Stephanie Krieg | , , , , , , , ,| By
Hiring great people is the foundation of a great culture, so your interview process needs to reflect the culture of the organization. Most interviews involve tedious scheduling, meeting with multiple members of the team and candidates being asked redundant questions. Here are some tips to help transform the interview process to better hire for a cultural fit:
Interviewing with Organizational Culture in Mind
- Make your interview process more like an audition. Instead of scheduling tedious interviews, bring in all of the candidates at once. Think of games, techniques, or projects that best replicate your culture to see if the candidates are a good fit. From a candidate’s perspective, if they don’t like the audition, they probably would agree they wouldn’t be a good fit for the team.
- Throw out behavioral, brain teasers, and questions that don’t have any bearing on job performance. Take your company’s values and use them as the basis to create new questions. For example, Facebook embraces “Move fast and break things.” Have the potential new hire tell you about the last time they moved so fast, things broke.
- Get your team involved. If you usher the candidate in past the cube farm to talk with the big guys, your culture probably values bureaucracy over transparency. Becoming more transparent is a value most great companies embrace. Try to get the whole team involved, whether it’s bringing the person in for a day as a paid consultant to shadow the team, having group interviews, or having your team brainstorm creative ways to get involved in creating a more transparent hiring process.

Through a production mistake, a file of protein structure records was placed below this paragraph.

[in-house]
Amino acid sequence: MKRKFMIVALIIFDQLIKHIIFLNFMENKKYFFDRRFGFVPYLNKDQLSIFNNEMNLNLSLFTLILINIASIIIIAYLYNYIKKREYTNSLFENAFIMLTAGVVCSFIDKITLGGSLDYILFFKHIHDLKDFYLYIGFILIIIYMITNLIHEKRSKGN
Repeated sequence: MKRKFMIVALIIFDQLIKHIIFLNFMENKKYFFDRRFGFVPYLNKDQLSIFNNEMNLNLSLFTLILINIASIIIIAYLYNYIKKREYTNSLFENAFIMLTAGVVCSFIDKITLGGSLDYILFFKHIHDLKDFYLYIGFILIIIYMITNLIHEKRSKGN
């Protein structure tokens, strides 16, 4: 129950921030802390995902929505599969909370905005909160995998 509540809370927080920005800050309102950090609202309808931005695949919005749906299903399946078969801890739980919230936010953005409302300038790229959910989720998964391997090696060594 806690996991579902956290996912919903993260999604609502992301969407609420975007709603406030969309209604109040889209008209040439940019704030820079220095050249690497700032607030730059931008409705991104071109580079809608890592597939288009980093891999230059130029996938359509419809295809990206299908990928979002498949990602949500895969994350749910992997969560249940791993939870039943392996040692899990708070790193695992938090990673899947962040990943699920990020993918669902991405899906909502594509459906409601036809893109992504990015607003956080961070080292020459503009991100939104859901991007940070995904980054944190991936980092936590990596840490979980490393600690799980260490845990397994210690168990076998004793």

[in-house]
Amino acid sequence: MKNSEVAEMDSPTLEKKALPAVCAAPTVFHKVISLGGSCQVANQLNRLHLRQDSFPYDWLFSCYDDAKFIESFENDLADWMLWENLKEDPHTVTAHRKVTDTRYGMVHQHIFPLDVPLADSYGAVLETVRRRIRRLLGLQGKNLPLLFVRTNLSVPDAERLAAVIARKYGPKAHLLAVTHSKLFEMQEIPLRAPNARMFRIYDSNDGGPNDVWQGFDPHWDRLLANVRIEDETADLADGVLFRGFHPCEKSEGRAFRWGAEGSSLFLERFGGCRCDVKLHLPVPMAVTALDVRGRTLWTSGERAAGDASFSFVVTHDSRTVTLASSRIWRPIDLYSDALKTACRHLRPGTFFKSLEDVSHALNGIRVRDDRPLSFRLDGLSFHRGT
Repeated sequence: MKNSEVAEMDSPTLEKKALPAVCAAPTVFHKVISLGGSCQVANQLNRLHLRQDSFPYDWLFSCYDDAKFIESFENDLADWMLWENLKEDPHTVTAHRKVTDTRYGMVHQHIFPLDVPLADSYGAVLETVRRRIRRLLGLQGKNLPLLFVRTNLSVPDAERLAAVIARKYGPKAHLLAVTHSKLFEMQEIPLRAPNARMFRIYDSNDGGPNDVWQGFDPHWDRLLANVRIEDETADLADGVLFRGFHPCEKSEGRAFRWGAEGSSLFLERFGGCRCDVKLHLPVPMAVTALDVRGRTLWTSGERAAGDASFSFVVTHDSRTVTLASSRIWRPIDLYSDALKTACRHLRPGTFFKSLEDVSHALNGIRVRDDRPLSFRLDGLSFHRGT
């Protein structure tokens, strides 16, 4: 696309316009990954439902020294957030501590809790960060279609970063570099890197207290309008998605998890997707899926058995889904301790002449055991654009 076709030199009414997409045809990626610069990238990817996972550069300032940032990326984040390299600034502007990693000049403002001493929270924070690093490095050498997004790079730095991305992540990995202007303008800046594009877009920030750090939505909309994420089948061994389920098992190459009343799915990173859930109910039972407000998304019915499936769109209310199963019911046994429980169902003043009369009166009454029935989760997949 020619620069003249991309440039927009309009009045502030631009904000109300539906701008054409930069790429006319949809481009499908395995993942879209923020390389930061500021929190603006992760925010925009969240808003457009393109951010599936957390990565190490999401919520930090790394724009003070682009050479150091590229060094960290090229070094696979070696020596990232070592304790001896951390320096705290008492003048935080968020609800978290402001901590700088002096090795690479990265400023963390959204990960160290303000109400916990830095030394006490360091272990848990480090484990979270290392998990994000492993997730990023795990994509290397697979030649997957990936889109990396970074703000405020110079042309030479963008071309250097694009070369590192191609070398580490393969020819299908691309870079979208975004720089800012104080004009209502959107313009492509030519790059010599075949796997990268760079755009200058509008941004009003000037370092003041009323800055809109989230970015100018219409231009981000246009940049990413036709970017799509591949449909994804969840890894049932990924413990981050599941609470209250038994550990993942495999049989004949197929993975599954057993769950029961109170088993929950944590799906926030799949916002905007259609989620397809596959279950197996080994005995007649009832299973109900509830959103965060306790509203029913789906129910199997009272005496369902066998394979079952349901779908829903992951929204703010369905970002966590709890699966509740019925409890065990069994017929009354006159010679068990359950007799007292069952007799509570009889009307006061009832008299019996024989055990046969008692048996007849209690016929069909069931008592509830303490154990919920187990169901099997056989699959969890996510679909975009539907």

Studying many company’s culture and their interview process, a standout company that has tweaked their interview process until it works for them is Menlo Innovations. Their interviews are more like an audition that replicates their pair programming, title-free culture. Menlo brings in about 40 or so people for the first round of the interview process. The candidates partner up and are given one pen and one piece of paper between the pair. Since pair programming requires two people to share a computer and keyboard, this audition duplicates what the new hire would be experiencing on a daily basis. Next, the pairs are told to solve a problem while being observed by a Menlonian. The goal of the pair is to solve the problem while trying to get the other candidate hired by making them look good. For some, trying to get the other candidate hired is a twist they may not like. If the candidate isn’t comfortable making their partner look good, they probably aren’t going to fit well in Menlo’s boss and title free culture.
While this an example of works well for one company’s culture, it might not work for every culture, as every culture is unique.
What trends are you seeing as company’s change their interview process to better hire for a cultural fit? Holla!